If there is an issue at a specific polling location, Common Cause Nebraska will work with election officials to try to get it remedied on that day.

If the volunteers notice something unlawful, such as political signs posted within 200 feet of the polling location, people trying to harass or intimidate voters or people asking for voter’s IDs, Common Cause Nebraska will report it to the appropriate county official. Such incidents are rare, Hoefer said, but having volunteers at polling locations helps prevent them from becoming more prevalent.

Hoefer said there have been a few instances on Election Day in which voters were turned away due to issues with finding their registration status, and Election Protection Program volunteers were able to help those voters to find them.

If volunteers noticed a structural problem at polling sites, such as lack of accessibility or voters being turned away, the organization would plan to notify election officials and would even help draft a bill to get it fixed.

During the 2020 election, most of the volunteers were stationed at polling sites in Omaha and Lincoln, but Hoefer said Common Cause Nebraska is working to expand its coverage to more areas of the state.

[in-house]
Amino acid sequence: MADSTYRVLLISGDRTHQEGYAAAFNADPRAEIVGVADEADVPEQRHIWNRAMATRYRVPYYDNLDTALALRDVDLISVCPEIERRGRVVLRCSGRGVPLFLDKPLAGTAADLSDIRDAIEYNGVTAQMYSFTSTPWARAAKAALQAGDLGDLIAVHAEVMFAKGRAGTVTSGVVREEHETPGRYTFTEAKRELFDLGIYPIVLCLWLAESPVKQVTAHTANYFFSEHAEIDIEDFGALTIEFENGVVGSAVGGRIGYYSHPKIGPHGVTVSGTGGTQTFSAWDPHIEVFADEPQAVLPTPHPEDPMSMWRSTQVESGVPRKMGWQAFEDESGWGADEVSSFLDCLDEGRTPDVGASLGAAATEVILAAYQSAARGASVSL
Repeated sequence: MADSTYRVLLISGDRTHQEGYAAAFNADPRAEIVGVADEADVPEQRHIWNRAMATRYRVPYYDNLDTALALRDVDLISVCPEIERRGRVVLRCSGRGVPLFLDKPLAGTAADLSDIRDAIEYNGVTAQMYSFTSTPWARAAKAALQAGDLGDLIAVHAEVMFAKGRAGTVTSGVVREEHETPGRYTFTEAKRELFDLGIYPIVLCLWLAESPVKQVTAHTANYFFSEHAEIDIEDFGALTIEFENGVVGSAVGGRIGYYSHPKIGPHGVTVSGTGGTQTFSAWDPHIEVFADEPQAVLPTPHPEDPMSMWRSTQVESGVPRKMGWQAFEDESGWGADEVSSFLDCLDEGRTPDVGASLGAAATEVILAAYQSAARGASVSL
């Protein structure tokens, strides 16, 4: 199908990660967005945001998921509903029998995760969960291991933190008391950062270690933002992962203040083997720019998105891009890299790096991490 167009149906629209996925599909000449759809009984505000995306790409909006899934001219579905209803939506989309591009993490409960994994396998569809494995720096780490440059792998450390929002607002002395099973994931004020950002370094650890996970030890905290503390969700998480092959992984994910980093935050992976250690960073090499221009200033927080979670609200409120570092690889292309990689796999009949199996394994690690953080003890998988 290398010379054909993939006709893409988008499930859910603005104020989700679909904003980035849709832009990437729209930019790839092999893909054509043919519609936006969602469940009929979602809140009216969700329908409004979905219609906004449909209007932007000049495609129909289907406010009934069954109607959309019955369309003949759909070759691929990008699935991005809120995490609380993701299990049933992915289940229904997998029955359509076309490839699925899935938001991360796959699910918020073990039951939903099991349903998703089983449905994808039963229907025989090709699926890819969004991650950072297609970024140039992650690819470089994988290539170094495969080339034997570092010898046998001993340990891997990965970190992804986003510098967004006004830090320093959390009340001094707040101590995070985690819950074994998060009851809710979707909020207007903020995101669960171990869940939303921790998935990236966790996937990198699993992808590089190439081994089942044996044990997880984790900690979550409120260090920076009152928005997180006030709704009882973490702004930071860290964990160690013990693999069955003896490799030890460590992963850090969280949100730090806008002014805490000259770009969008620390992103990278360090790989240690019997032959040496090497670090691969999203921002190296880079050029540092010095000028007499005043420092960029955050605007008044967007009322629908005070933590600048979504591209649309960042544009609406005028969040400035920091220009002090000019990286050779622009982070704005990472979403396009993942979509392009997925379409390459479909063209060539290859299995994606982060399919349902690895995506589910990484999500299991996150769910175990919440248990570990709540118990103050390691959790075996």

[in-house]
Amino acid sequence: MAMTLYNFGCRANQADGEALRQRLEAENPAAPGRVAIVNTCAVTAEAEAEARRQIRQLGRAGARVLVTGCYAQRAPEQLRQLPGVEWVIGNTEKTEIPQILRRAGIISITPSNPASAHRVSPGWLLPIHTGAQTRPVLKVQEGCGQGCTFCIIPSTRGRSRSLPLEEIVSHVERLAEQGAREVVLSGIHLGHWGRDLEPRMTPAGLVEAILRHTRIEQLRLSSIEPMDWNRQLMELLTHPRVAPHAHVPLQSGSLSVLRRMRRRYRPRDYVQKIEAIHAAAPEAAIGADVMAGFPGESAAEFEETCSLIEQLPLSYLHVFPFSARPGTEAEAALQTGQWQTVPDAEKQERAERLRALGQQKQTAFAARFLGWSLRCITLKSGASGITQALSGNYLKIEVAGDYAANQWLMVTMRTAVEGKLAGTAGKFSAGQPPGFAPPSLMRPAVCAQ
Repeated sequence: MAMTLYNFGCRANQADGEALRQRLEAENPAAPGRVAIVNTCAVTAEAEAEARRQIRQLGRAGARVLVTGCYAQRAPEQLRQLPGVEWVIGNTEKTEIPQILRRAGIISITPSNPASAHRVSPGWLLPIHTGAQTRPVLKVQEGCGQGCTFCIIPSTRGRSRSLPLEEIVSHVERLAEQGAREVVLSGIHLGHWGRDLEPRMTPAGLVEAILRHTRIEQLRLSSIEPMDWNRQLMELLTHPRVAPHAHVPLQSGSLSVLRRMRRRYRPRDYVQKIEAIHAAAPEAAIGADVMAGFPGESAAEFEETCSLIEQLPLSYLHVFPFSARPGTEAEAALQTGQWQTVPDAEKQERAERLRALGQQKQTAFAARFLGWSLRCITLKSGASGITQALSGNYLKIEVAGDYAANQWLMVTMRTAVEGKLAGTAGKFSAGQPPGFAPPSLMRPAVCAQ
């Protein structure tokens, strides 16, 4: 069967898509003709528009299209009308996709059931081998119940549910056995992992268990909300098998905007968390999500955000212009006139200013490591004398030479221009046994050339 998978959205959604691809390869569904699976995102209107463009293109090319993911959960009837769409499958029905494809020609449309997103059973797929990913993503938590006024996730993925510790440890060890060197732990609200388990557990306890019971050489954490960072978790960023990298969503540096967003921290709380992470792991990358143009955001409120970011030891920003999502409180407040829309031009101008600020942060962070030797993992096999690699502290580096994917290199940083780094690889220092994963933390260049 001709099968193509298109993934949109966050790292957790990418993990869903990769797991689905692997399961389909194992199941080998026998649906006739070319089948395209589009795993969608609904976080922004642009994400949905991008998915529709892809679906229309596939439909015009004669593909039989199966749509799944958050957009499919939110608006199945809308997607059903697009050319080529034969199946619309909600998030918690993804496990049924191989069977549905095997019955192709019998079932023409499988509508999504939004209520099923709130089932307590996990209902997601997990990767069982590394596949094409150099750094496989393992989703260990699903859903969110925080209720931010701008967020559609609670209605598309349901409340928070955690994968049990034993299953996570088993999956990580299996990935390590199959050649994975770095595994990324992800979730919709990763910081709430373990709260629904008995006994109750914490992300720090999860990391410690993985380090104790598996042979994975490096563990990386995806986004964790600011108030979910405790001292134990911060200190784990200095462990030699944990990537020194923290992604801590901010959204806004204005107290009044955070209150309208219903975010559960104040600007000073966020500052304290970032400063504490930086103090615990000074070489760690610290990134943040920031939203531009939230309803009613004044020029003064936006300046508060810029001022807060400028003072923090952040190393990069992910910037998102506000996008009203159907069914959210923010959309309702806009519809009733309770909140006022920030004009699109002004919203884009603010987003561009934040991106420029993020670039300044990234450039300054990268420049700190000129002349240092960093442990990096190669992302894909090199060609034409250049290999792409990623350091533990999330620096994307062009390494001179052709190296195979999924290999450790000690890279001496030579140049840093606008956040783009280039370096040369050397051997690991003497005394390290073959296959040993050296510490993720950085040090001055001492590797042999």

“In 2020, we had 25 volunteers,” he said. “I’m trying to triple that for this year.” 

Geis said even in the past couple of years, there have been efforts to curtail voting rights.

“Whether it’s shortening the window in which you can vote before an election or making it more difficult to register to vote or cast your ballot on Election Day, there are efforts in the works across the nation to roll back many of these democratic rights we take for granted,” he said. “And, I don’t see that stopping anytime soon.”

Anyone can help support the fight to uphold democracy, and Geis said voting is one of the most important ways to do this. He said voting matters because whom one votes for will dramatically affect the policies the government puts in place. When fewer people vote, election results do not accurately represent the views of the population.

“Frankly, that’s how some people win elections,” Geis said. “It’s easier to win an election when fewer people are represented and fewer people can make their voices heard through the ballot. That gives some voices in our community more power than others.”

It is also vital for voters to be informed about the candidates on the ballot, Geis said. They can find information about candidates in a variety of places, such as local news coverage and the League of Women Voters website.

Geis said informed voting is the number one way people can get involved and make a change. He said he also encourages anyone interested in volunteering for the Election Protection Program to apply on the Common Cause Nebraska website.

Most trainings are done over Zoom and last about an hour, Hoefer said. Trainings began the third week of September and will continue through October. 

“It’s very important that we continue to fight and push forward,” Geis said.

Read more Nebraska News Services stories about democracy here and national Democracy Day stories here